- L130: I do not completely understand how the measure of frame of bees worked. Were you checking the number of frame with bees on it (with or without brood) only? Did you also estimate the brood availability and eventually of drone brood too, given that you studied Varroa prevalence and load? Varroa population an so load is highly associated with brood availability (Beaurepaire et al. 2017).

- L134: Were all the queens A. m. carnica/A. m. ligustica genetic background check? How many colonies and apiaries are surrounding the stationary yard?

- L182: I would indicate here directly rather than in your results (cf L249) the absence of IAPV in your data. This will avoid your reader to wonder if you forgot to write the IAPV test in the material methods after line 182.

- Line 201: “We verified RT-PCR analysis through sequencing” – which sequencing? Could you specify the machine and length of sequences?

- Line 231 – 239: in the result section is visible that GLMMs also tested for interaction effects (mentioned in line 270-277). Please make this clear in the Method part. In addition, isn’t it necessary to correct p-values for multiple testing?

Validity of the findings

The results are reasonable given the experiments and authors are really cautious in their conclusion. PeerJ standards requirements are met in this study.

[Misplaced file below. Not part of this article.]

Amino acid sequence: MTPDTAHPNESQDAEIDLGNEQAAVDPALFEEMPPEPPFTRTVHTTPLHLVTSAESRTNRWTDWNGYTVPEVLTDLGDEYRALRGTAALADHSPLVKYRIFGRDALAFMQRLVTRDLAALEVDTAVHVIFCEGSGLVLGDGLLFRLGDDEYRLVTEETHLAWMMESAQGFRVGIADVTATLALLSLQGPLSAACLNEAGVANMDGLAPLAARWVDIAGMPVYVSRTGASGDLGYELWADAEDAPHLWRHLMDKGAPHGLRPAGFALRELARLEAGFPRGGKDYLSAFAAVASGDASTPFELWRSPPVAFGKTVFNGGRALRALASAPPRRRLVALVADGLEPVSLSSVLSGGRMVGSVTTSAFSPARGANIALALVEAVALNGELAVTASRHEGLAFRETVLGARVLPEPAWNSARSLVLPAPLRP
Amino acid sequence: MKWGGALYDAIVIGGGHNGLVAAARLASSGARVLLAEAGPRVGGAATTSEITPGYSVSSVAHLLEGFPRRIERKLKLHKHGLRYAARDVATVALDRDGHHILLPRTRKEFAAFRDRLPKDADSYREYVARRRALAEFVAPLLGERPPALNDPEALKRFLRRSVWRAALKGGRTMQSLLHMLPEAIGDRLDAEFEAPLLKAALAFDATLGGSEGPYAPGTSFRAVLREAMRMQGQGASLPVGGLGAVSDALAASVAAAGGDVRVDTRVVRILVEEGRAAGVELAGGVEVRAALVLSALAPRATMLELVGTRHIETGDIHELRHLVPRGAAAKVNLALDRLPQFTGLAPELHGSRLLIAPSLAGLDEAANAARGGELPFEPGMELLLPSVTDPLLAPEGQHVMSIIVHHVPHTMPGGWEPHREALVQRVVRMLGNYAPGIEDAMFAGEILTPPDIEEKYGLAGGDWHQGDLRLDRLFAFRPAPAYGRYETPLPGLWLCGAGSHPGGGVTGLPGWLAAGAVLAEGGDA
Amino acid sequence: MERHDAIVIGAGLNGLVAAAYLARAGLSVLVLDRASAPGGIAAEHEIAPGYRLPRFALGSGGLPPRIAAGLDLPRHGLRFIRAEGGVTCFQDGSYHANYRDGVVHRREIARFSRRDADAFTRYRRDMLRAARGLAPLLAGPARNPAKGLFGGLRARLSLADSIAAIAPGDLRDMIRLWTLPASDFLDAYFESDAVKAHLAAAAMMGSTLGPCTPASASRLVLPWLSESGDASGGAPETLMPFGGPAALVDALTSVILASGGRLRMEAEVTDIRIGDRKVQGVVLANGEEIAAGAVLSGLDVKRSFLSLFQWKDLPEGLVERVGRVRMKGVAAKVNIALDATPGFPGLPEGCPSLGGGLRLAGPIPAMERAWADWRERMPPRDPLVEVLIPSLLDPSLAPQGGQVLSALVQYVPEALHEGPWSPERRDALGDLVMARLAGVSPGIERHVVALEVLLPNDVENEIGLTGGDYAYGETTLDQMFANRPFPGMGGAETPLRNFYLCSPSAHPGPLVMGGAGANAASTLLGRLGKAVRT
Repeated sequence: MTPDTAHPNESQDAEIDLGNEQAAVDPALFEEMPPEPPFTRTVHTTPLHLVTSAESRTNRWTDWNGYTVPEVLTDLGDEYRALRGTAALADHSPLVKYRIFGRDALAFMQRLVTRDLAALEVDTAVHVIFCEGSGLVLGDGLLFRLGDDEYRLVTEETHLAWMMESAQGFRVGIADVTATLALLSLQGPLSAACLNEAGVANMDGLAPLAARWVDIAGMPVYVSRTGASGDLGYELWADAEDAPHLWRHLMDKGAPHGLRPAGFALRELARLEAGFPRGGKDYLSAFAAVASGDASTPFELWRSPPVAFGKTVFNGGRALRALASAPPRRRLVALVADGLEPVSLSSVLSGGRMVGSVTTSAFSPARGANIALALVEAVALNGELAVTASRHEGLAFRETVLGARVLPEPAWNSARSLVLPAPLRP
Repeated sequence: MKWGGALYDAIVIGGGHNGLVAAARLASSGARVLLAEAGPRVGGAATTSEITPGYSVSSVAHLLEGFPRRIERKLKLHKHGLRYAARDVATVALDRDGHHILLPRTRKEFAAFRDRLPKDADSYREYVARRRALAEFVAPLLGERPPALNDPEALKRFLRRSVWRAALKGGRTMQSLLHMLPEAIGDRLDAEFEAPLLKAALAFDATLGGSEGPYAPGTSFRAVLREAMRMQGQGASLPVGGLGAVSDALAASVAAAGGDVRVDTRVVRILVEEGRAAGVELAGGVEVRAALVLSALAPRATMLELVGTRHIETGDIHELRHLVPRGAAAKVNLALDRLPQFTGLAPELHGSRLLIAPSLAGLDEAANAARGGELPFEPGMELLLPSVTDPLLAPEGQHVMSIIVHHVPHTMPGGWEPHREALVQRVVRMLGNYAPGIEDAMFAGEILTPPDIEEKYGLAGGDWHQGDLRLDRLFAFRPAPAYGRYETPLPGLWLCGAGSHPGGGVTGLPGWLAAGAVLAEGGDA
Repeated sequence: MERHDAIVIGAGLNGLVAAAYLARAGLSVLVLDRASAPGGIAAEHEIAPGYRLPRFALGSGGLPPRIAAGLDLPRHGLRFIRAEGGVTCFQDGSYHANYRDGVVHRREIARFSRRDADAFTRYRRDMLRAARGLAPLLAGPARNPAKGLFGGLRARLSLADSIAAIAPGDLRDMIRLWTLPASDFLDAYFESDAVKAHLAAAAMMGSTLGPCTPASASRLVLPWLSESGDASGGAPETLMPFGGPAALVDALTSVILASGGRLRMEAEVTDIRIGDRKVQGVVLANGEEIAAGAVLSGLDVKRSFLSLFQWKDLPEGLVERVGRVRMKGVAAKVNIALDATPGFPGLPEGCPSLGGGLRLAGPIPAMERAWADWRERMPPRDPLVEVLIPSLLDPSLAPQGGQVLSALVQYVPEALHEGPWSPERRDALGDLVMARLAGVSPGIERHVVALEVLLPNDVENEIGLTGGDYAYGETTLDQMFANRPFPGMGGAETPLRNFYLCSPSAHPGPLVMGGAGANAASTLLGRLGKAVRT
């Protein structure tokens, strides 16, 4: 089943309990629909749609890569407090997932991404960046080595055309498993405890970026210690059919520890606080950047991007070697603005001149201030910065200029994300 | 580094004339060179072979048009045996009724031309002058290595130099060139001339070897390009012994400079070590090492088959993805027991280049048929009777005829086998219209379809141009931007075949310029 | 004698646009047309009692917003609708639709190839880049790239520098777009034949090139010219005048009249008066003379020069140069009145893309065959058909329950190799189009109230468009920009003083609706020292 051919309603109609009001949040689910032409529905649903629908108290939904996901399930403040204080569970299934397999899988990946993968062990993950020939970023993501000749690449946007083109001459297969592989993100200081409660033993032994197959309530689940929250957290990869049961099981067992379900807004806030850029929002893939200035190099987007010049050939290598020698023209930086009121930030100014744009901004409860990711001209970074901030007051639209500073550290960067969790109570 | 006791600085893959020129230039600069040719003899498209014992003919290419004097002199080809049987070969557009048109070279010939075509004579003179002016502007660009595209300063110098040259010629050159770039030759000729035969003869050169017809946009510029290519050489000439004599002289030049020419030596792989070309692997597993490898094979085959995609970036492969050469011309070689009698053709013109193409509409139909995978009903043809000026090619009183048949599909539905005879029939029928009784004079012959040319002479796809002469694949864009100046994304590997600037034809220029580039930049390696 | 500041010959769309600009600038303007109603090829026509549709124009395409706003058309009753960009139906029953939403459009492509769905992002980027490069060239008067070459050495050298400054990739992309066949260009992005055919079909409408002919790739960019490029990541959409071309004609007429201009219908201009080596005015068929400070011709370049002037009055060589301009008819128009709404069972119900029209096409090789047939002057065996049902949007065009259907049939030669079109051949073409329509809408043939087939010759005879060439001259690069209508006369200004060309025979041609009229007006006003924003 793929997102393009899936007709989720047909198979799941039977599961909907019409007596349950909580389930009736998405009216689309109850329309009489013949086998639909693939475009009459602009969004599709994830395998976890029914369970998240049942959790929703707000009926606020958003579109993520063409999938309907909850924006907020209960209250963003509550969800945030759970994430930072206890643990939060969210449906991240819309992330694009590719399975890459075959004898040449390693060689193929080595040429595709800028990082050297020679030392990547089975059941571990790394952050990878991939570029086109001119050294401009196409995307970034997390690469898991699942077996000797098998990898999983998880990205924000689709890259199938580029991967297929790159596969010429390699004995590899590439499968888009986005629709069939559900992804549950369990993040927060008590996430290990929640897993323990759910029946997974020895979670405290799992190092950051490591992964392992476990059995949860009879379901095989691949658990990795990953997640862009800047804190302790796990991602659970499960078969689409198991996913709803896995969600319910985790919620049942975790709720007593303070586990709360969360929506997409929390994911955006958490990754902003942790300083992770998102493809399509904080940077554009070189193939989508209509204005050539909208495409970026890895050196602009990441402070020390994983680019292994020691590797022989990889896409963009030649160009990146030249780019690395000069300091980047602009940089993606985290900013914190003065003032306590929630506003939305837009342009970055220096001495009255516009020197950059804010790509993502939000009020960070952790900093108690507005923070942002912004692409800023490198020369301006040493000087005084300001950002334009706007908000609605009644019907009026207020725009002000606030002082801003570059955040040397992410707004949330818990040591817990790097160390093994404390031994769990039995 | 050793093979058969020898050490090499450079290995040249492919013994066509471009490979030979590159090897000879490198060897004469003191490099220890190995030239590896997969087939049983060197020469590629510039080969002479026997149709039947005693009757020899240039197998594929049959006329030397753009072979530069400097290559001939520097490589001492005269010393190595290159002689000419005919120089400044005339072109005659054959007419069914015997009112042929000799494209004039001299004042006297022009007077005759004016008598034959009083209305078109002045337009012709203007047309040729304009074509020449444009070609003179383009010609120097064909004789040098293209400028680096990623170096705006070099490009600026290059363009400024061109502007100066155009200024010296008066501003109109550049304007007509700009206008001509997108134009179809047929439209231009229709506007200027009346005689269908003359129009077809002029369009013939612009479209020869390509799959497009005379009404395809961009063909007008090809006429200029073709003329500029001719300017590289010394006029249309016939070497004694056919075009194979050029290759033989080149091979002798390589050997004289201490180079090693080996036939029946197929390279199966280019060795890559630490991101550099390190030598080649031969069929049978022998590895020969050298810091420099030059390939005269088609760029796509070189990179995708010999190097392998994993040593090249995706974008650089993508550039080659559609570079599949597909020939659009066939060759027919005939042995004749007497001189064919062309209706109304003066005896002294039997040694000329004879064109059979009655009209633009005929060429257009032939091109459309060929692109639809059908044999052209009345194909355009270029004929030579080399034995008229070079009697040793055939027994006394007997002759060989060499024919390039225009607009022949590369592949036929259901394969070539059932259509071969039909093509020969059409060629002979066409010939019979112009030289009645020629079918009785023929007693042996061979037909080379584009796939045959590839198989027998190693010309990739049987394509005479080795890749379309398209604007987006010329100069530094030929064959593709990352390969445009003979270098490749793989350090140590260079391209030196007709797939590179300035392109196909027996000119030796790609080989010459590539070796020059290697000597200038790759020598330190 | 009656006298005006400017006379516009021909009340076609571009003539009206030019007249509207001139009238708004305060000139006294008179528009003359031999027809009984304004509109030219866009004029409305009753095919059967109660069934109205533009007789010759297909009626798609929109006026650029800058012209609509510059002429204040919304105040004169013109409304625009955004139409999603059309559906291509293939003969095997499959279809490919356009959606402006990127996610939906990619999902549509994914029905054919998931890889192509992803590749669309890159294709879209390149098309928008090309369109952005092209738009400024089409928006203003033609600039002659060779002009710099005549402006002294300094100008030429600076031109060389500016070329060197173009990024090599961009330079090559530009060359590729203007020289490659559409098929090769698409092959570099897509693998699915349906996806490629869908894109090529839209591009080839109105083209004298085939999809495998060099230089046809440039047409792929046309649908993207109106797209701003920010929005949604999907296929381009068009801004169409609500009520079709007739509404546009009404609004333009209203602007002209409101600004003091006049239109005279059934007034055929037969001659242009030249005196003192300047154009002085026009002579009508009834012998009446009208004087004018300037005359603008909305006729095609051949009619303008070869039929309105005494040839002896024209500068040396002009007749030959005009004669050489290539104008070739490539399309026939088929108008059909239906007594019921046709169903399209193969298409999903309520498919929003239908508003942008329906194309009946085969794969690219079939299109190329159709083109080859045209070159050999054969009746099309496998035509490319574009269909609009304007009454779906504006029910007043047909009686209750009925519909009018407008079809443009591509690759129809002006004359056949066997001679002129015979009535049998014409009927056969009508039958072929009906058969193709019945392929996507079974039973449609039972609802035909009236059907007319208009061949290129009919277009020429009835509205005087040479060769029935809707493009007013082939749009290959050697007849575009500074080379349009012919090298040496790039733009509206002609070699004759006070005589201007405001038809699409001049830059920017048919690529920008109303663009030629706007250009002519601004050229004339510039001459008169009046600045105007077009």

Additional comments

It is a really interesting paper and you have done a really good experimental job in assessing the impact of migration in honey bee colonies.

I wish you could have also take some pictures of your bee colonies (if you haven’t done it already) so you could show the reason your colony size is so different before and after treatment. It is not always clear for me if it is only the foragers missing or maybe a stress in brood production. If you have it will always be valuable in the supplementary data to put some pictures to show the evolution overtime of FOB.

In general, you did a good job discussing the different factors but you did not mention that monoculture has been shown in several publications to increase host susceptibility towards pathogens and toxins. Can easily be a part of the sentence of Line 315 – 319.